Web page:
Dr. Lakra - untitled (ceramic)
Dr. Lakra presents a new series of high-temperature ceramics which he completed in the Lumbre workshop in Oaxaca. These works demonstrate the artist’s versatility in his use of materials and resonate with the aesthetic that has come to distinguish his work over the years. At first glance these pieces appear to be Oriental ceramics in the Japanese tradition, but upon looking at them in further detail, one recognizes the extensive Asiatic iconography that has formed a part of Dr. Lakra’s work for many years. The artist has created other work in this style with techniques ranging from tattooing to Chinese ink painting to Sumi-E to traditional Tibetan painting and now, ceramic painting.
Minerva Cuevas - the story of a mountain, the history of a country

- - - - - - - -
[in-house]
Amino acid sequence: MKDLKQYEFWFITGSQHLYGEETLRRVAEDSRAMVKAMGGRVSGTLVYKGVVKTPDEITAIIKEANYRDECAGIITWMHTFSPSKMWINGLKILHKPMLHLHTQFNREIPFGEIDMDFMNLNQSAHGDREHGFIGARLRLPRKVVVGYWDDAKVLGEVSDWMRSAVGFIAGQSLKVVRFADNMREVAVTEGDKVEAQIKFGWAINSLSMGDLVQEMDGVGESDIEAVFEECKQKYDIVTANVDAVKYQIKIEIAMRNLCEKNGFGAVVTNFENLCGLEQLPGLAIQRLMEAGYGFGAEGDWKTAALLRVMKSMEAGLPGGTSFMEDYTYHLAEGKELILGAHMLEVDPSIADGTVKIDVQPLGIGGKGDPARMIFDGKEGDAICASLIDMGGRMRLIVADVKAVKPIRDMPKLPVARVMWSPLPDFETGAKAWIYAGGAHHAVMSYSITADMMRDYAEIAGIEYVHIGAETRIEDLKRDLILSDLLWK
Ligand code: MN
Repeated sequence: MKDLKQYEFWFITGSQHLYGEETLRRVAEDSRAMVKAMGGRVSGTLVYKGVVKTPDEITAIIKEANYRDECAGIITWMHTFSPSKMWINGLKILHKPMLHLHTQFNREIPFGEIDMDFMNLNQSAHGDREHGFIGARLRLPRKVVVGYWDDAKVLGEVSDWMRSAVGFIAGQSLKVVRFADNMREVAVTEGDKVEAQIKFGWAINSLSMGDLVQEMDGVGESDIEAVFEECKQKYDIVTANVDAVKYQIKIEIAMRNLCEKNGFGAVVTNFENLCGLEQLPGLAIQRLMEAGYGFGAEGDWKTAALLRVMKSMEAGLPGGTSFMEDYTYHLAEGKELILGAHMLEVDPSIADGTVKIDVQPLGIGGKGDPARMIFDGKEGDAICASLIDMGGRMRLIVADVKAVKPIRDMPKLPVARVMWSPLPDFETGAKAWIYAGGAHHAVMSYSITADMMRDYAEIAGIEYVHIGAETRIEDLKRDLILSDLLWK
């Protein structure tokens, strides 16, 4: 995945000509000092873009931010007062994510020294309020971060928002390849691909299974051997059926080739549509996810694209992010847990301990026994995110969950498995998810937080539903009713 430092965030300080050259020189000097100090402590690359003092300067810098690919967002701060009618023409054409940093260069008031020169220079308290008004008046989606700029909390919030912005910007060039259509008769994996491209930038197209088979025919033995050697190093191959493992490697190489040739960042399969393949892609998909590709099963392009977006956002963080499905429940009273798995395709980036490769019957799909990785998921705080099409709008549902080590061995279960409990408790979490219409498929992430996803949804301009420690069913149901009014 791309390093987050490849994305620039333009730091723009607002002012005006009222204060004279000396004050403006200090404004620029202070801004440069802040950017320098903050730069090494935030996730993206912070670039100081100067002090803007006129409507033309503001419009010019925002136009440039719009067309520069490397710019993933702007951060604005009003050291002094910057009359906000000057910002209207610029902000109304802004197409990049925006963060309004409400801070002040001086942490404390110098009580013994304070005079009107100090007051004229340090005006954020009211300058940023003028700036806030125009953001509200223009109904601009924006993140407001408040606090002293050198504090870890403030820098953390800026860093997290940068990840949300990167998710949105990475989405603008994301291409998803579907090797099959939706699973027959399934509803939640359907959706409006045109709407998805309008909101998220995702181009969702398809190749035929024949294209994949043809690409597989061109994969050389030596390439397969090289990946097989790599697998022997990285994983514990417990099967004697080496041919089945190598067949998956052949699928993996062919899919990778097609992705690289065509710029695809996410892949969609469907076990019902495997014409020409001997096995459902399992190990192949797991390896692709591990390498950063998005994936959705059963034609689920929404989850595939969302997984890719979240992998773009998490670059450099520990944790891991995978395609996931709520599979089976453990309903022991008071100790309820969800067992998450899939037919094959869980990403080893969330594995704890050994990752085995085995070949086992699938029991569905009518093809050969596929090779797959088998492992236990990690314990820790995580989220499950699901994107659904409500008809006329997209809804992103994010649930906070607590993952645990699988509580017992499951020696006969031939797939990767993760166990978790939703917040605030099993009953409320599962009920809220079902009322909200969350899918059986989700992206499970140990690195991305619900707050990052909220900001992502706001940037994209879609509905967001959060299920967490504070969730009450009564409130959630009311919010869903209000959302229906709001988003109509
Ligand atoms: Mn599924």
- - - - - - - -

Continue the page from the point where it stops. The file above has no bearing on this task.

For this exhibition, Minerva Cuevas works with tezontle based on reflections centered around the geography of Mexico City and its volcanoes. Her interest began, in the first place, after having studied the writings of Ezequiel Ordóñez, who paved the way for the industrial extraction of petroleum in Mexico in 1994, and continued after reflected on the concepts of “territory” and “nation,” bound to Mexico’s pre-Hispanic and colonial past. Cuevas utilizes tezontle as a material that is tied to the process of volcanic eruption and close to the element of fire. In this case the material comes from the Xaltepec Volcano in the Sierra de Santa Catarina, a mountain range located to the east of Mexico City. In pre-Hispanic times tezontle from the Xaltepec Volcano was used to construct the House of the Eagles in México-Tenochtitlan, what is now known as the Templo Mayor. As of the 1960s, numerous irregular human settlements proliferated and, though this trend has diminished, the metropolitan area of Mexico City threatens to make the conservation zone disappear. The Santa Catarina mountain range is also one of the poorest regions of the Mexican capital. Through her exhibition and by using these materials, Cuevas poses questions that go beyond mere matters of aesthetics: How do we think about the relationships between social man and the earth? What role do concepts such as subject, power, alterity, and environment play? What role does the social play in a reflection on territory and space? How might we revive the individual, and not just society, as a geographic agent? Is it possible to have a social space integrated with nature?